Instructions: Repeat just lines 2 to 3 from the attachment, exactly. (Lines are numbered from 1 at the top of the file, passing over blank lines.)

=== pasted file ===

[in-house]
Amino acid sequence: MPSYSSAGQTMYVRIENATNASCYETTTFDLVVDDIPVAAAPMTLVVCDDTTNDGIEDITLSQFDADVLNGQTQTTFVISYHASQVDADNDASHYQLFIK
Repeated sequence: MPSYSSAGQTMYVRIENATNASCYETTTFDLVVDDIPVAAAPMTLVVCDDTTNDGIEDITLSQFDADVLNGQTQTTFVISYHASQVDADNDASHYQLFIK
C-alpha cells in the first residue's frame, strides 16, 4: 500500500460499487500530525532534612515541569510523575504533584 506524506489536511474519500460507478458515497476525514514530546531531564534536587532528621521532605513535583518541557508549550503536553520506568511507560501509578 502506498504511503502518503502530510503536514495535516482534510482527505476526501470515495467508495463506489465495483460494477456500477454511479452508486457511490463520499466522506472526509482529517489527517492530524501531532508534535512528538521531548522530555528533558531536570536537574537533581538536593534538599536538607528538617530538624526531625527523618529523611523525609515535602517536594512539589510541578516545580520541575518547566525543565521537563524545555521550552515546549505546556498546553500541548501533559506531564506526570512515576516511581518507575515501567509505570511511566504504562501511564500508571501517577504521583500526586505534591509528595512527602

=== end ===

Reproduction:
Amino acid sequence: MPSYSSAGQTMYVRIENATNASCYETTTFDLVVDDIPVAAAPMTLVVCDDTTNDGIEDITLSQFDADVLNGQTQTTFVISYHASQVDADNDASHYQLFIK
Repeated sequence: MPSYSSAGQTMYVRIENATNASCYETTTFDLVVDDIPVAAAPMTLVVCDDTTNDGIEDITLSQFDADVLNGQTQTTFVISYHASQVDADNDASHYQLFIK